My 5-year-old twins desperately want a pet. They’d love a cat, but they know their father is seriously allergic to any fluff ball. So they’ve settled on a dog. I try to avoid this debate about pets, because the odds are pretty even. When my husband’s home, it’s two against two; when he’s out, we might have quorum but Vivian and William have a definite majority.
(cc) Olaszmelo, used under a Creative Commons ShareAlike License
I don’t want a dog because I don’t want more work. I’ve already taught two kids not to pee on the floor: been there, done that. I’m still working on the don’t-lick-your-plate thing, especially when company’s over. To attempt to silence the issue, I’ve used the Distant Future Strategy; in other words, I’ve told them they can’t get a dog until they’re ten years old. I’m banking on them forgetting about it over the next five years. That’s unlikely, though, given that I first informed them about this arbitrary rule last year, and they still remember. About every second day, one of them says, “I wish we were ten, Mom…”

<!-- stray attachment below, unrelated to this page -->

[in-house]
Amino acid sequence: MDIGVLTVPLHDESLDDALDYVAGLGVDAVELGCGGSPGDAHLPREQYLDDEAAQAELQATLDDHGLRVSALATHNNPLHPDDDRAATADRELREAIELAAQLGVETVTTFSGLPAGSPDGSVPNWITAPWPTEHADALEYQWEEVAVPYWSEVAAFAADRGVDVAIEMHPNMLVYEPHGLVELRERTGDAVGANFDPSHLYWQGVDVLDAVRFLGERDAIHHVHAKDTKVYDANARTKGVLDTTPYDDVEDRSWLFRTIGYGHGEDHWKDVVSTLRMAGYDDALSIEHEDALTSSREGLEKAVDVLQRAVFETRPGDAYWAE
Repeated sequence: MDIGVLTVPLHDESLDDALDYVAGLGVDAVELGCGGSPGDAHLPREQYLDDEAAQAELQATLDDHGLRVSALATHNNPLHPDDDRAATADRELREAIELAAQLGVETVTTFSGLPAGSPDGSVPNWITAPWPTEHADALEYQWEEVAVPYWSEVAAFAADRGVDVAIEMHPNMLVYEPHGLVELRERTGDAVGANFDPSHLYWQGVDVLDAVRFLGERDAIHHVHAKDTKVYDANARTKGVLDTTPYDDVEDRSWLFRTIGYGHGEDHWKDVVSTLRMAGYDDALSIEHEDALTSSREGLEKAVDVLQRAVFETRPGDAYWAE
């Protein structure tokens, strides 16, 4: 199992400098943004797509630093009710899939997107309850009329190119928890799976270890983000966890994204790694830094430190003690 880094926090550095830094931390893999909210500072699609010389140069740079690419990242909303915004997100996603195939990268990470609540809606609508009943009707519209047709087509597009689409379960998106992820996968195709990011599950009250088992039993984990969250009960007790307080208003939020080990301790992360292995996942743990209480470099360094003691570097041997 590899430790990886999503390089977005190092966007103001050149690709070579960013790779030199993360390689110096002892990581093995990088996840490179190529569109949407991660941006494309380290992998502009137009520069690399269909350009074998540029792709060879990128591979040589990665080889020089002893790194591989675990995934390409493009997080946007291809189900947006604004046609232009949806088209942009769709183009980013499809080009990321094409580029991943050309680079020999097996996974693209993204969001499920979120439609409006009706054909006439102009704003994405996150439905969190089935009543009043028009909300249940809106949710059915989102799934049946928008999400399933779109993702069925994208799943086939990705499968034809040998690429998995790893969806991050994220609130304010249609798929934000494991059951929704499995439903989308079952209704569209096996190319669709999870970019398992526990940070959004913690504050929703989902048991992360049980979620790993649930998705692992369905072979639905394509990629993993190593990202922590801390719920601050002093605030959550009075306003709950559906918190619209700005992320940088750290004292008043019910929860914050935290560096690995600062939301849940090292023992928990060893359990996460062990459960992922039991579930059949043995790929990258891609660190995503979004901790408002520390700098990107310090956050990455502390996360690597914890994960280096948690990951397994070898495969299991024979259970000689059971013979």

They’ve taken the dog-theme to heart. A couple of weeks ago, I caught them playing fetch with each other. Days later, William barked and licked his sister. (Evidently, I need to expand the don’t-lick-your-plate rule to include people). After being licked on the leg, Vivian responded by saying, “Nice doggie.”
In this relentless pursuit of getting a dog, Vivian and William have adopted a clever marketing tactic: if you can’t close the big sale, go for a bunch of smaller ones.
Today, they harped about fish and hamsters. Their dad said, “I’ll give you half a hamster. If you keep it alive, I’ll give you the other half.”
The kids looked at him, horror-stricken.
Adapted from (cc) Anita, used under a Creative Commons ShareAlike License
“How would we get half a hamster?” William asked.
“Carefully,” said his dad.
“Dad, we can’t keep half a hamster alive,” Vivian said, “it’d be dead.”
SPCA people, he was kidding. I’m almost sure.